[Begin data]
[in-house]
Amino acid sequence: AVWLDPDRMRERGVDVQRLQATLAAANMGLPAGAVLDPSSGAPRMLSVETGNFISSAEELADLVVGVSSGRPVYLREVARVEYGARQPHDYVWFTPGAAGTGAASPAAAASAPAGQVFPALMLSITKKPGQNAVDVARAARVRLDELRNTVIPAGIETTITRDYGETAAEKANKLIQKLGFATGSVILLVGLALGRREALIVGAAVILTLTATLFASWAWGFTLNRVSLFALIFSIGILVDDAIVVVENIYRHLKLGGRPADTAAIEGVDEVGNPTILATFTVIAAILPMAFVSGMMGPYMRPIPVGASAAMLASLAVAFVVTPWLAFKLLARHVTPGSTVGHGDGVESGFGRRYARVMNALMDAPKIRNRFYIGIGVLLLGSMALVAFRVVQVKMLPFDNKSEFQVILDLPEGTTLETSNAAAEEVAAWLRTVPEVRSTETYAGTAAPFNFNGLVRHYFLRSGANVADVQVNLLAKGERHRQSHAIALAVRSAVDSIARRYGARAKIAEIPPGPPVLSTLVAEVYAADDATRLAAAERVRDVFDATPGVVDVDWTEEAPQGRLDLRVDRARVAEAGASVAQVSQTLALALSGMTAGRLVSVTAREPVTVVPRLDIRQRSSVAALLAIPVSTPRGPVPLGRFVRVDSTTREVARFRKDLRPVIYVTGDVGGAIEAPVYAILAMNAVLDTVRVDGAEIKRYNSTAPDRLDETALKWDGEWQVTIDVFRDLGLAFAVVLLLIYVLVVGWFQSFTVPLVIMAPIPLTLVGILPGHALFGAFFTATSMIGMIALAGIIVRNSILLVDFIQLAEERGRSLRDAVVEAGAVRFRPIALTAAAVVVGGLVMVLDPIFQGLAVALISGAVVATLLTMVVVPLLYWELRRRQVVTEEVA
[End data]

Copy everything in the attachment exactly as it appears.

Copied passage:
[in-house]
Amino acid sequence: AVWLDPDRMRERGVDVQRLQATLAAANMGLPAGAVLDPSSGAPRMLSVETGNFISSAEELADLVVGVSSGRPVYLREVARVEYGARQPHDYVWFTPGAAGTGAASPAAAASAPAGQVFPALMLSITKKPGQNAVDVARAARVRLDELRNTVIPAGIETTITRDYGETAAEKANKLIQKLGFATGSVILLVGLALGRREALIVGAAVILTLTATLFASWAWGFTLNRVSLFALIFSIGILVDDAIVVVENIYRHLKLGGRPADTAAIEGVDEVGNPTILATFTVIAAILPMAFVSGMMGPYMRPIPVGASAAMLASLAVAFVVTPWLAFKLLARHVTPGSTVGHGDGVESGFGRRYARVMNALMDAPKIRNRFYIGIGVLLLGSMALVAFRVVQVKMLPFDNKSEFQVILDLPEGTTLETSNAAAEEVAAWLRTVPEVRSTETYAGTAAPFNFNGLVRHYFLRSGANVADVQVNLLAKGERHRQSHAIALAVRSAVDSIARRYGARAKIAEIPPGPPVLSTLVAEVYAADDATRLAAAERVRDVFDATPGVVDVDWTEEAPQGRLDLRVDRARVAEAGASVAQVSQTLALALSGMTAGRLVSVTAREPVTVVPRLDIRQRSSVAALLAIPVSTPRGPVPLGRFVRVDSTTREVARFRKDLRPVIYVTGDVGGAIEAPVYAILAMNAVLDTVRVDGAEIKRYNSTAPDRLDETALKWDGEWQVTIDVFRDLGLAFAVVLLLIYVLVVGWFQSFTVPLVIMAPIPLTLVGILPGHALFGAFFTATSMIGMIALAGIIVRNSILLVDFIQLAEERGRSLRDAVVEAGAVRFRPIALTAAAVVVGGLVMVLDPIFQGLAVALISGAVVATLLTMVVVPLLYWELRRRQVVTEEVA